In Hopfe this court granted a new trial because the trial court failed to give the accomplice corroboration instruction even though there was sufficient evidence of corroboration.Summary of this case from State v. Shoop
May 3, 1957.
Criminal law — principals in criminal offenses.
1. Where evidence is undisputed that witness counseled, encouraged, aided, and induced participant to engage in homosexual relations with defendant, which witness and participant jointly planned and for which they expected defendant to pay money to be shared equally by them, held that under M.S.A. 610.12, which defines principals in criminal offenses, such witness was an accomplice in offense for which defendant was convicted and that trial court erred in refusing to so instruct jury.
Same — evidence — testimony of accomplice — corroborative evidence — sufficiency.
2. Towels used by accomplices and defendant in connection with offense for which defendant was convicted and mattress used in similar offense committed by principals shortly thereafter, upon which semen stains were found, held sufficiently corroborative under § 634.04 of testimony of such accomplices as to use and identity of such exhibits and as to their location in defendant's office to support finding as to defendant's guilt.
Same — same — admissibility — evidence of similar sex offenses.
3. In sex offenses trial court may, in its discretion, receive evidence of similar acts involving same parties to characterize conduct and disposition of defendant toward such parties, if such evidence does not create undue prejudice or confuse the issues, or if it does not unfairly surprise defendant. Reception in evidence of towels and mattress used by one of the accomplices and defendant in connection with a similar offense to that for which defendant was convicted, together with testimony of expert as to semen stains thereon, held admissible in the discretion of the trial court.
Same — same — same — sufficiency of foundation for exhibits.
4. Where cardboard carton, together with certain towels found therein, and a mattress were picked up by police in defendant's office in location described by accomplices; where defendant admitted that such carton and towels had been in his office on the date of the offense for which he was convicted; where he admitted that his laundry mark was on such towels and that they had been furnished by him for his office; where one of the accomplices identified mattress as being the same as the one used in connection with a similar offense with defendant, and where both accomplices described the towels as similar to those used on occasion of these offenses; and where there was nothing to show that such exhibits were not in same condition when found by police as they were on date of offenses described, or that there had been any material change therein between the date they were picked up by police and the date they were submitted in evidence, held foundation for reception of such exhibits in evidence was sufficient.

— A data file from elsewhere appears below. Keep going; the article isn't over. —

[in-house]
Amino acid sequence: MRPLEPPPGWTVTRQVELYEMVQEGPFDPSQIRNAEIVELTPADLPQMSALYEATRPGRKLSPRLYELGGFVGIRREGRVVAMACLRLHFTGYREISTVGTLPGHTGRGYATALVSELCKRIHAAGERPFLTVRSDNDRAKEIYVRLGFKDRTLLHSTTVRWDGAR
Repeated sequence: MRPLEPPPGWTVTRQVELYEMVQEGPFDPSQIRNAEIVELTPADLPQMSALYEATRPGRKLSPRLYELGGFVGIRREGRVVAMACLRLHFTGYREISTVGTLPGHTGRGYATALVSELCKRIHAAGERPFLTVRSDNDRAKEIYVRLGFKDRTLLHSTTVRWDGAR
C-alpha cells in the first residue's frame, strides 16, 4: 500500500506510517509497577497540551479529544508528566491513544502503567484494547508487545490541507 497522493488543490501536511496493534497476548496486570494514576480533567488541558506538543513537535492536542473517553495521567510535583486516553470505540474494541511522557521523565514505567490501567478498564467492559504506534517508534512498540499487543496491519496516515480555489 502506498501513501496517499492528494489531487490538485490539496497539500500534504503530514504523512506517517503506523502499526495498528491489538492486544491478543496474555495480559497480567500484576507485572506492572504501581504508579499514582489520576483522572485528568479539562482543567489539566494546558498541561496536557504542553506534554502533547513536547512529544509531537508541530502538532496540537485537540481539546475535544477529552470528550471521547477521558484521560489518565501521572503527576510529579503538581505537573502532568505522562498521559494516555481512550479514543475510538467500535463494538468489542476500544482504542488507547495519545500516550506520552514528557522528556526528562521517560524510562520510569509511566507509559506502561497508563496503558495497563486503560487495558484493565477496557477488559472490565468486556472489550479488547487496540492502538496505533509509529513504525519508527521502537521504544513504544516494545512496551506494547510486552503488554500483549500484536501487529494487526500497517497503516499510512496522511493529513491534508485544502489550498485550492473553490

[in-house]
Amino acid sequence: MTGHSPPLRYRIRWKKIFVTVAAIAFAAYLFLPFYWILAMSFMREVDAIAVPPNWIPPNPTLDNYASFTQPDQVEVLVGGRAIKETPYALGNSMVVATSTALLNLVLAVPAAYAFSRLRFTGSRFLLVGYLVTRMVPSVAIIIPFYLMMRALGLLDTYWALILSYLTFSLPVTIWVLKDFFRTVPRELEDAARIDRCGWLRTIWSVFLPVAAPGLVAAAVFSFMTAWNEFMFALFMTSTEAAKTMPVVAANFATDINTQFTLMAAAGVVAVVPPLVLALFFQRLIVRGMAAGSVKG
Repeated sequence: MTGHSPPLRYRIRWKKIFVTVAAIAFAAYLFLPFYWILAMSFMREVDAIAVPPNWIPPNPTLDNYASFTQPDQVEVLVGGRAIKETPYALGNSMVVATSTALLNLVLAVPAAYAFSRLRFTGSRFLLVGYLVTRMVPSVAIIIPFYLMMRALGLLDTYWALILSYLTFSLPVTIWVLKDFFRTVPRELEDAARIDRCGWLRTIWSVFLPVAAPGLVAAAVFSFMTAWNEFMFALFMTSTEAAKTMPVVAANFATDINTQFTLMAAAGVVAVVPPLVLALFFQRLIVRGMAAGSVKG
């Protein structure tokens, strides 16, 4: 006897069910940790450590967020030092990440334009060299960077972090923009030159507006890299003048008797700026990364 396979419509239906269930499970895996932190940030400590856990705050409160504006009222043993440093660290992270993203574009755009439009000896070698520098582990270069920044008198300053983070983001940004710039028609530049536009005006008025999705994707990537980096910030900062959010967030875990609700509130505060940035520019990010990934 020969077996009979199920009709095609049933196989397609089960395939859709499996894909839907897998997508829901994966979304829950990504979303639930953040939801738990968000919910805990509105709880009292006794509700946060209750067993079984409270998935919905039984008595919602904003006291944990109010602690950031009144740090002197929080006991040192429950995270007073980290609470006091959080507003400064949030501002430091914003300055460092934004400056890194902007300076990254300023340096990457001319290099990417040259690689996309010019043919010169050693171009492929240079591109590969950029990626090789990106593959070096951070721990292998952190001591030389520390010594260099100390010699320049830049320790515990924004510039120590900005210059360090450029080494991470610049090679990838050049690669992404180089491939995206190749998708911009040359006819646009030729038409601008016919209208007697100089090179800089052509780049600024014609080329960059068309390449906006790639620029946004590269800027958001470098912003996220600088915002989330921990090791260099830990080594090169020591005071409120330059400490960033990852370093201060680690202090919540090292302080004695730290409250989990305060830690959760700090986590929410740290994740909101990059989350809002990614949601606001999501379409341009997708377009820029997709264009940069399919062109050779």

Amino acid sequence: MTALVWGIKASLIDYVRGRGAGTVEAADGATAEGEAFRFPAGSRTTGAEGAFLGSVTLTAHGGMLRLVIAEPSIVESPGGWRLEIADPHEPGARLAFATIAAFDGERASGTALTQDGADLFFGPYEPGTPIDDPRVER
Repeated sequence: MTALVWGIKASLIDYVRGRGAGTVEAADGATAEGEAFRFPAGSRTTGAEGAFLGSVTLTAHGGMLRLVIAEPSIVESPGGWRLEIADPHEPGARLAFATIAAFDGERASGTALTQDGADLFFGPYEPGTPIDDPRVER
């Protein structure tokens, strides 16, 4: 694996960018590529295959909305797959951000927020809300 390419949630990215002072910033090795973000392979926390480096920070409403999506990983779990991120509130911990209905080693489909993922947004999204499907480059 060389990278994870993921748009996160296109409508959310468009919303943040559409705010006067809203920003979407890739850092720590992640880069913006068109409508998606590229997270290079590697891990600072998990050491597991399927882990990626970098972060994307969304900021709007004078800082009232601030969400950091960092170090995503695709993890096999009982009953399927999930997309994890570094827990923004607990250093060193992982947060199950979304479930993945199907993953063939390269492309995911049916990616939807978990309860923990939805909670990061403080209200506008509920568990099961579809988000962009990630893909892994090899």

Defendant was convicted in the Mower County District Court, A. C. Richardson, Judge, of the crime of sodomy and he appealed from the judgment of conviction. Reversed and new trial granted.
Bang, Nierengarten Hoversten, for appellant.
Miles Lord, Attorney General, Charles E. Houston, Solicitor General, John R. Murphy, Assistant Attorney General, and Wallace C. Sieh, County Attorney, for respondent.
Defendant appeals from a judgment entered January 23, 1956, convicting him of the crime of sodomy. The offense for which he was convicted was committed with one Robert on April 15, 1955. Robert was then of the age of 15 years.
On appeal it is defendant's contention that the trial court erred (1) in refusing to instruct the jury that as a matter of law one Terrence, age 14 years, and a witness for the state, was an accomplice in the commission of the crime with which defendant was charged; (2) in refusing to instruct the jury that, if it found Terrence to be an accomplice, it must then find in defendant's favor because of the absence of evidence to corroborate the testimony of either Robert or Terrence as accomplices; (3) in receiving in evidence without sufficient foundation three towels claimed to have been used in connection with the offense charged; and (4) in receiving in evidence a mattress claimed to have been used May 4, 1955, in the commission of a similar offense.